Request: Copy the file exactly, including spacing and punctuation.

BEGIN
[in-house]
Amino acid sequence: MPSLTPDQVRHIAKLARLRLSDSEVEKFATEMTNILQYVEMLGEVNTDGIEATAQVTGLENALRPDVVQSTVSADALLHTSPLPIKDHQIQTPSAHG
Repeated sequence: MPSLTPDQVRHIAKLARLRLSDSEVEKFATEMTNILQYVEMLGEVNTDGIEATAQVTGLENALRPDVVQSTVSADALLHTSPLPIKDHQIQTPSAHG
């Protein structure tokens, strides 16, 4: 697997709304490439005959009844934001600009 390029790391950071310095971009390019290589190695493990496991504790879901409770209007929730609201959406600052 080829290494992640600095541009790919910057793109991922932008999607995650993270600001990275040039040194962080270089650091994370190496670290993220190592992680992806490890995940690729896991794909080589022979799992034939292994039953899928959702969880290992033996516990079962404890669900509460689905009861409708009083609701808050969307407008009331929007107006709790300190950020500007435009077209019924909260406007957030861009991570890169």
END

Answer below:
[in-house]
Amino acid sequence: MPSLTPDQVRHIAKLARLRLSDSEVEKFATEMTNILQYVEMLGEVNTDGIEATAQVTGLENALRPDVVQSTVSADALLHTSPLPIKDHQIQTPSAHG
Repeated sequence: MPSLTPDQVRHIAKLARLRLSDSEVEKFATEMTNILQYVEMLGEVNTDGIEATAQVTGLENALRPDVVQSTVSADALLHTSPLPIKDHQIQTPSAHG
């Protein structure tokens, strides 16, 4: 697997709304490439005959009844934001600009 390029790391950071310095971009390019290589190695493990496991504790879901409770209007929730609201959406600052 080829290494992640600095541009790919910057793109991922932008999607995650993270600001990275040039040194962080270089650091994370190496670290993220190592992680992806490890995940690729896991794909080589022979799992034939292994039953899928959702969880290992033996516990079962404890669900509460689905009861409708009083609701808050969307407008009331929007107006709790300190950020500007435009077209019924909260406007957030861009991570890169």